Alright, we discussed the design restrictions for CNC machining. Now it’s time to learn how to translate these restrictions into actionable design rules. These involve cavities and pockets, internal edges, minimum wall thickness, holes, threads, tall features, small features, tolerances and maximum part sizes.
Let’s start with cavity depths. Cavity depths should not exceed 3 to 4 times their diameter. Ten times the tool diameter, or 25 cm, is advisable. Tool deflection, chip evacuation, and vibrations become more prominent when cavities with smaller depth to width ratio. Limiting the depth of the cavity to 4 times its width ensures good results.
Moving on to internal edges. For the vertical corner radius we recommend ⅓ x cavity depth or larger. The larger the fillet, the better. Using the recommended value for internal corner radii ensures that a suitable diameter tool can be used. Increasing the corner radii slightly above the recommended value (for example by 1 mm), allows the tool to cut following a circular path instead of a 90o angle. This is preferred as it results in a higher quality surface finish. If sharp 90 degree internal corners are required, consider adding a T-bone undercut instead of reducing the corner radius. More on undercuts later. Edges on the floor of a cavity should be either sharp or have a 0.1 mm or 1 mm radius.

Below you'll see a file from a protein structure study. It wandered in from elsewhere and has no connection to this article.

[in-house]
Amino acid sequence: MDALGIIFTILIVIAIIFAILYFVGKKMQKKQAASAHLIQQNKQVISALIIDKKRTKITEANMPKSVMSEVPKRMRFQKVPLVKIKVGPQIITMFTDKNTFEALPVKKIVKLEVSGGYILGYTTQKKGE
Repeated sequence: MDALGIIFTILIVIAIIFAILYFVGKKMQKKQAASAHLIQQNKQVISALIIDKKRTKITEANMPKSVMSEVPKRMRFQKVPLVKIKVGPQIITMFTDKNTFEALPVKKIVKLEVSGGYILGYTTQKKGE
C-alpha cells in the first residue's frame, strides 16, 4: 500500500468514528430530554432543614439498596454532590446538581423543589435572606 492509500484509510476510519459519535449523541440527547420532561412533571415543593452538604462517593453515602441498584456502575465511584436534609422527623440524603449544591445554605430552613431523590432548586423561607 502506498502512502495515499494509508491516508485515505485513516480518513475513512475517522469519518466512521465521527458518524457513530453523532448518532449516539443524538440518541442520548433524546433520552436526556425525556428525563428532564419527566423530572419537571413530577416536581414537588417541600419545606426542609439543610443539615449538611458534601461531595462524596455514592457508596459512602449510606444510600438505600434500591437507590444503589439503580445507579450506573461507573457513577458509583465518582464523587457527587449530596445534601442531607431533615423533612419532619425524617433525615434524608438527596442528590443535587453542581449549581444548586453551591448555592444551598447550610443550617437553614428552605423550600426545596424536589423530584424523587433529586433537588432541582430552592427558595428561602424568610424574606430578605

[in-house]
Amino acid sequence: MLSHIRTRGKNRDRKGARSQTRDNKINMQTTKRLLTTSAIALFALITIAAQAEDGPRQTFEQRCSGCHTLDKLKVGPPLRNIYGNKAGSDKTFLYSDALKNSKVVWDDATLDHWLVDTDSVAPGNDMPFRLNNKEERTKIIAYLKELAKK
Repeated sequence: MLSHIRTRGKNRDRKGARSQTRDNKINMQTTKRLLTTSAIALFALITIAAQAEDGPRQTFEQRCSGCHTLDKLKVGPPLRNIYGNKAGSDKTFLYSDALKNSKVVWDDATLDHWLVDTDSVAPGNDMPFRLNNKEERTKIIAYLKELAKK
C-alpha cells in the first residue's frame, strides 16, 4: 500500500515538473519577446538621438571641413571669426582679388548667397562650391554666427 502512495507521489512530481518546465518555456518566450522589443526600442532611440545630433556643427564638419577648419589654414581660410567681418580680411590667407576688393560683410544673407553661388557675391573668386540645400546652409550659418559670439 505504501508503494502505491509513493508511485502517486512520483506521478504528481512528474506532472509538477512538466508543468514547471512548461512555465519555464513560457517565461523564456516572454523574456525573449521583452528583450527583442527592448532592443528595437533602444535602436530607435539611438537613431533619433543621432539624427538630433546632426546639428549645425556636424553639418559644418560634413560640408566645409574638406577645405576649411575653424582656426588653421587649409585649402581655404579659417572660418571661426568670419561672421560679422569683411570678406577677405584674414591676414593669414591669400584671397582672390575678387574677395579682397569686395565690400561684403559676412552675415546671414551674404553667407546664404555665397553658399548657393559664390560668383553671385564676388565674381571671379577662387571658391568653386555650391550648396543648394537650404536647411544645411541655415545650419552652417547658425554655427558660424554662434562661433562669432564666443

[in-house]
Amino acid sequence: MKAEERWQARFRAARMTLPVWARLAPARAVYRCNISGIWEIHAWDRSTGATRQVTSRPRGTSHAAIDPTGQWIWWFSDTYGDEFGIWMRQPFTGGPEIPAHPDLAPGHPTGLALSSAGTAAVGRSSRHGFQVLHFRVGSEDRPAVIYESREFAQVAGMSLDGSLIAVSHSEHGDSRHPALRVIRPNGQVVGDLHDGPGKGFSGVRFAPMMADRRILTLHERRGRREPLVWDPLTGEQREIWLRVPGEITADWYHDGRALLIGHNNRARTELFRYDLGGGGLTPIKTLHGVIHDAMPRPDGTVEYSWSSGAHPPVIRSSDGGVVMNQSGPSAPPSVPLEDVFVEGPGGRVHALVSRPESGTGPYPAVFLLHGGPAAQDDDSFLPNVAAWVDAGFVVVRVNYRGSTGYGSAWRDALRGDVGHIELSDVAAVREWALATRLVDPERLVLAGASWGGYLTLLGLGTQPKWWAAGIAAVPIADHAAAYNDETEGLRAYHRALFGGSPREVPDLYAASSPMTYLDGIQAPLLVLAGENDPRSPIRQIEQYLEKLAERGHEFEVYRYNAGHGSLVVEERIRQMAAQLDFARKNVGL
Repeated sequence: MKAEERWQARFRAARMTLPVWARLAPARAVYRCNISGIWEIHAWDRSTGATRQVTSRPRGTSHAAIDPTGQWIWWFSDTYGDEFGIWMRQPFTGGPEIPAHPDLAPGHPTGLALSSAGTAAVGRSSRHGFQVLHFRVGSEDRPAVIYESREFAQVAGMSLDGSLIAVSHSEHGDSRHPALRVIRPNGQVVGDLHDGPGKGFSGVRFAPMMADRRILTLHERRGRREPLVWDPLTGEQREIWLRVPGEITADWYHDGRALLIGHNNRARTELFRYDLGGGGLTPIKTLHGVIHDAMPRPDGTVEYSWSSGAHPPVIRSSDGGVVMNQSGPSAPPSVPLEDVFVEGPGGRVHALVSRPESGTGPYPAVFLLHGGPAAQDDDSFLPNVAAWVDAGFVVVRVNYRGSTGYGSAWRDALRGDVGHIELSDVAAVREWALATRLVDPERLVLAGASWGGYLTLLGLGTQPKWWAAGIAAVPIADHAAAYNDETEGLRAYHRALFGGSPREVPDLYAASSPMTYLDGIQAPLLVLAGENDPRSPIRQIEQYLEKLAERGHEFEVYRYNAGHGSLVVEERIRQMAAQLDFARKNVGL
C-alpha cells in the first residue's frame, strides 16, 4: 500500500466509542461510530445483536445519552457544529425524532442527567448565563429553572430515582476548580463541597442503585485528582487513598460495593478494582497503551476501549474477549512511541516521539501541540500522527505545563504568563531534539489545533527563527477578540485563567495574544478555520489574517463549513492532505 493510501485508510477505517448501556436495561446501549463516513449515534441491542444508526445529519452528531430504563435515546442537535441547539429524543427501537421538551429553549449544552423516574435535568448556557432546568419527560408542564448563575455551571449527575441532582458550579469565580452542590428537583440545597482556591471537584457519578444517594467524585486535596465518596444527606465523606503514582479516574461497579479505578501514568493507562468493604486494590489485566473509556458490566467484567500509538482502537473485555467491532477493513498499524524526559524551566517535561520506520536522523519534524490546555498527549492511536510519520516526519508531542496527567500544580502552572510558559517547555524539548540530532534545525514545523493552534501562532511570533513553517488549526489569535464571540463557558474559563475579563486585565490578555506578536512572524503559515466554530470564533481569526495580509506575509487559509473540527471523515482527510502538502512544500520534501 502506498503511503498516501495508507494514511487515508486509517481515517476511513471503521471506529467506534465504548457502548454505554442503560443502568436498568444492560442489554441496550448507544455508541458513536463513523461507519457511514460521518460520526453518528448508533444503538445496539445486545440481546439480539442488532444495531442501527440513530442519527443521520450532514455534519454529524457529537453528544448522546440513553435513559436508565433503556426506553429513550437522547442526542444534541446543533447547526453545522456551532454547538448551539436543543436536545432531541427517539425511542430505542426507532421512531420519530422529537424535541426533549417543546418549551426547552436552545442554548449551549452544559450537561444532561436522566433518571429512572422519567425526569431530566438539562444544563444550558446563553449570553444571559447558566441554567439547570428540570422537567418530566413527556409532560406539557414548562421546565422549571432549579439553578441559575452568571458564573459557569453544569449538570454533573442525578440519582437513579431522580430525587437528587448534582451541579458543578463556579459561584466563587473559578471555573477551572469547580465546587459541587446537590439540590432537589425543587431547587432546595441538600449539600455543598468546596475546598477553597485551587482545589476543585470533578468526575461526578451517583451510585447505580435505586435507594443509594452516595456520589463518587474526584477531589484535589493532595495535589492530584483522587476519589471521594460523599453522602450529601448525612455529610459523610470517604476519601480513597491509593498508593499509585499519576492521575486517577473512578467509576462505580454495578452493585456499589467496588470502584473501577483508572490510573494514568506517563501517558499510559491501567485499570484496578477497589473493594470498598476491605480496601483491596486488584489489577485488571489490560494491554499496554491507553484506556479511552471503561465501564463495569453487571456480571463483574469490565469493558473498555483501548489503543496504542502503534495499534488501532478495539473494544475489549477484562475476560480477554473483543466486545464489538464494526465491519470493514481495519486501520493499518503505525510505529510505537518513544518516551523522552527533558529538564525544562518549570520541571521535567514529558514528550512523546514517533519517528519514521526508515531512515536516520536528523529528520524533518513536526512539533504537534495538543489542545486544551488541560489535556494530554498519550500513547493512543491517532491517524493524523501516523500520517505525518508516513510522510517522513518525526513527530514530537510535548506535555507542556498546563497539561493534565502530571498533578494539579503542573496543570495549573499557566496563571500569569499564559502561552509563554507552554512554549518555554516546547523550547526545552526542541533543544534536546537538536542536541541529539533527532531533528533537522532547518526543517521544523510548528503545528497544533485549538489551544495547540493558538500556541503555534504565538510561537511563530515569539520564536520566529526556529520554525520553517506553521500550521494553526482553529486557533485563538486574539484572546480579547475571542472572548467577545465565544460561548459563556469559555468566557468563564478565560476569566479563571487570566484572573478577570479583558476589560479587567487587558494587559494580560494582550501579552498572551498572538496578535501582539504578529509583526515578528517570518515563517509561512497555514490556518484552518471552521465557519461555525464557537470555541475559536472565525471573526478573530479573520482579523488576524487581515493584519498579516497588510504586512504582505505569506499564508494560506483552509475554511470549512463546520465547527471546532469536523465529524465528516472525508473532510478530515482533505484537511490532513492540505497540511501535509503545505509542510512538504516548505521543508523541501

Next, thin walls. When it comes to minimal wall thickness we recommend 0.8 mm for metals and 1.5 mm for plastics. Usually 0.5 mm for metals and 1.0 mm for plastics is recommended. However, you should evaluate this on a case by case basis. Decreasing wall thickness reduces the stiffness of the material, which in turn increases vibrations during machining and lowers the achievable accuracy. Especially plastics are prone to warping due to residual stresses and softening due to temperature increase. Therefore, a larger minimum wall thickness is advisable.
For the diameter of holes we recommend standard drill bit sizes. You can find these drill bit sizes in our guide to CNC machining. Link is in the description below. (10) Holes with standard diameter are preferred, as they can be machined with a standard drill bit. The maximum depth of holes we recommend is 4 x the nominal diameter. 10 x the nominal diameter is typical and 40 x the nominal diameter is feasible.
Holes with non-standard diameter must be machined with an end mill tool. In this case, the maximum cavity depth restrictions apply and the recommended maximum depth value should be used. Holes deeper than the typical value are machined using specialized drill bits with a minimum 3 mm diameter. Blind holes machined with a drill have a conical floor (135o angle), while holes machined with an end mill tool will be flat.